Obama Family's First Year: Out on the Town and At Home with the First Couple

President Obama's every word and movement is covered meticulously by hundreds of journalists, but last weekend he was able to prevent any leaks about a special occasion -- a surprise birthday party for first lady Michelle Obama, who turned 46 on Jan. 17.

The president and first lady joined friends and family for a private dinner at a restaurant in Washington's Dupont Circle neighborhood.

Once word eventually got out that the first couple was dining at Restaurant Nora, a crowd of about 50 people gathered at a nearby corner, and when the Obamas exited the restaurant, they broke out into a singalong of "Happy Birthday."

The night was another example of the Obamas taking in their new city and socializing beyond the gates of the White House.

The couple frequently dined out in their hometown of Chicago and even had a regular Friday night date, until the rigors of the 2008 presidential campaign kicked in.

There was an expectation that that social presence would continue in Washington and the president himself said indicated they would be a part of the tapestry and fabric of their new city.

"[W]e are neighborhood people," the president said on his first night in office, at the Neighborhood Inaugural Ball. "[I]f you think about it, the word neighborhood starts with the word neighbor because it indicates a sense that we as Americans are bound together. That what we have in common is more important than what drives us apart."

The workload of the presidency, and perhaps the logistical challenges of living at the White House and having a large security detail, seem to have limited the Obamas' appearances on the social scene. The first lady has admitted to enjoying just vegging out on the couch and watching some television in her limited free time.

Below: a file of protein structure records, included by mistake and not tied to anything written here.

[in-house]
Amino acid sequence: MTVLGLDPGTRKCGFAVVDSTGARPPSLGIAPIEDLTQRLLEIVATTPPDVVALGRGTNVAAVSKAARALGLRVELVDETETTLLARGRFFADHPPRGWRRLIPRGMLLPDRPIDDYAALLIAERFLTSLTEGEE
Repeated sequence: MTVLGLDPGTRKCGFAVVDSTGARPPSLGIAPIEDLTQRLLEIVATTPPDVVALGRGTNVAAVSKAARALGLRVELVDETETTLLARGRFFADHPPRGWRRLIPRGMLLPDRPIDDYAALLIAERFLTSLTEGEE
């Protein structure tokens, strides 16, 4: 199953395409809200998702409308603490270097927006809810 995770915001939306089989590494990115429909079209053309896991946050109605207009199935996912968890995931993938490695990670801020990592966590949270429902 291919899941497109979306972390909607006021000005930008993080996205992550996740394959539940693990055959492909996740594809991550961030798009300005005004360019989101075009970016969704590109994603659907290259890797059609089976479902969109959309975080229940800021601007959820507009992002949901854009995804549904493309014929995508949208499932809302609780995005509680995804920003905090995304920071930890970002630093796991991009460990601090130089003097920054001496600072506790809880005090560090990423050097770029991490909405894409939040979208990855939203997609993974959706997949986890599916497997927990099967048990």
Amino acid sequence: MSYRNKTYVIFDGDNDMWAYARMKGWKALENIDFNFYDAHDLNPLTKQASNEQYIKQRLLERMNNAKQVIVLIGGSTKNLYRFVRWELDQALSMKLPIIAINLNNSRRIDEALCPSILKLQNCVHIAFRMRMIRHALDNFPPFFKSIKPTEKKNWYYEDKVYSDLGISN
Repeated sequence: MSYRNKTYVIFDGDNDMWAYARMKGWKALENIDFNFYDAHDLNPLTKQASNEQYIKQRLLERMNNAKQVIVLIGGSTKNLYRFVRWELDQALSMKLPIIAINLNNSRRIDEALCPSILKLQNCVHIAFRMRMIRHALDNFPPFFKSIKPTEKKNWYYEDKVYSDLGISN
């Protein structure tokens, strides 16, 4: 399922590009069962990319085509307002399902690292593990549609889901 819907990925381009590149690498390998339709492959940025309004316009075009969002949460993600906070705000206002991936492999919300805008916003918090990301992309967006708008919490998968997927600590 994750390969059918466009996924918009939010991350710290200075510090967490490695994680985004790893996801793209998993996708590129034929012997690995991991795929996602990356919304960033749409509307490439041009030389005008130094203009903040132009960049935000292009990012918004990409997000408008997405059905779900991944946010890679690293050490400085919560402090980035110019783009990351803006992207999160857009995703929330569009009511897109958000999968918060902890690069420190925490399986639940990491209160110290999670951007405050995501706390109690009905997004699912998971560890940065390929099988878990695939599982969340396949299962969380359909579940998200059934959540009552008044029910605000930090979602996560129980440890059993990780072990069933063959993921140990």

But when they moved to Washington last January, in the weeks leading up to Inauguration Day, the Obamas seemed to be everywhere.

There was the president-elect having lunch with D.C. Mayor Adrian Fenty at local landmark Ben's Chili Bowl, which used to bear a sign that said nobody ate for free there except Bill Cosby. (Now that has been amended to allow for free half-smokes for President Obama.)

Obama dropped by a cocktail party at a steakhouse to meet new members of Congress, dined with conservative pundits and columnists at George Will's home in suburban Maryland and played a pick-up basketball game at a Washington recreation center.

But then he took the oath of office and with those 37 words came pressing foreign and domestic policy challenges and a to-do list that he laid out during the two-year campaign.

Sure the Obamas have had a few dinners out, including a date for their anniversary in October.

But their most notable date night last year was not even in Washington. The president and first lady flew to New York City in May to have dinner and see a Broadway show, fulfilling a promise Obama had made to his wife during the campaign.

Obama, an ardent hoops fan, hit up an NBA basketball game and sat courtside and joined his family at a George Washington University basketball game when they took on Oregon State, coached by the first lady's brother, Craig.

There was the trip to suburban Virginia with daughters Malia and Sasha for frozen custard last summer.

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